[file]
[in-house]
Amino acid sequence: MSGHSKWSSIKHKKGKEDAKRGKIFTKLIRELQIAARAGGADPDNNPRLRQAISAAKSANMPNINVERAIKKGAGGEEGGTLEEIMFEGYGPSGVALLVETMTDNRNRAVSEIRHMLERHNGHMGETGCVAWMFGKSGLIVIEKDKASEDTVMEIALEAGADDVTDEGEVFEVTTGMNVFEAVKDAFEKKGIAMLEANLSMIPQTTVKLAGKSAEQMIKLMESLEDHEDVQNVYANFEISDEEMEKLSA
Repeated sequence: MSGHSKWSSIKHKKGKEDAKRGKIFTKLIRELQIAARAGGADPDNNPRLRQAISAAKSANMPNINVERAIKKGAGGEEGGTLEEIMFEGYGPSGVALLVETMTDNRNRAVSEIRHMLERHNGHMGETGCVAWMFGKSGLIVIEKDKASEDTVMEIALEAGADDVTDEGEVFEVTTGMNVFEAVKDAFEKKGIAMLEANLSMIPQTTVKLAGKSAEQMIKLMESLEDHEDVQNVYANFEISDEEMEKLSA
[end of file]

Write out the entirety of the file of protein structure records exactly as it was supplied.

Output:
[in-house]
Amino acid sequence: MSGHSKWSSIKHKKGKEDAKRGKIFTKLIRELQIAARAGGADPDNNPRLRQAISAAKSANMPNINVERAIKKGAGGEEGGTLEEIMFEGYGPSGVALLVETMTDNRNRAVSEIRHMLERHNGHMGETGCVAWMFGKSGLIVIEKDKASEDTVMEIALEAGADDVTDEGEVFEVTTGMNVFEAVKDAFEKKGIAMLEANLSMIPQTTVKLAGKSAEQMIKLMESLEDHEDVQNVYANFEISDEEMEKLSA
Repeated sequence: MSGHSKWSSIKHKKGKEDAKRGKIFTKLIRELQIAARAGGADPDNNPRLRQAISAAKSANMPNINVERAIKKGAGGEEGGTLEEIMFEGYGPSGVALLVETMTDNRNRAVSEIRHMLERHNGHMGETGCVAWMFGKSGLIVIEKDKASEDTVMEIALEAGADDVTDEGEVFEVTTGMNVFEAVKDAFEKKGIAMLEANLSMIPQTTVKLAGKSAEQMIKLMESLEDHEDVQNVYANFEISDEEMEKLSA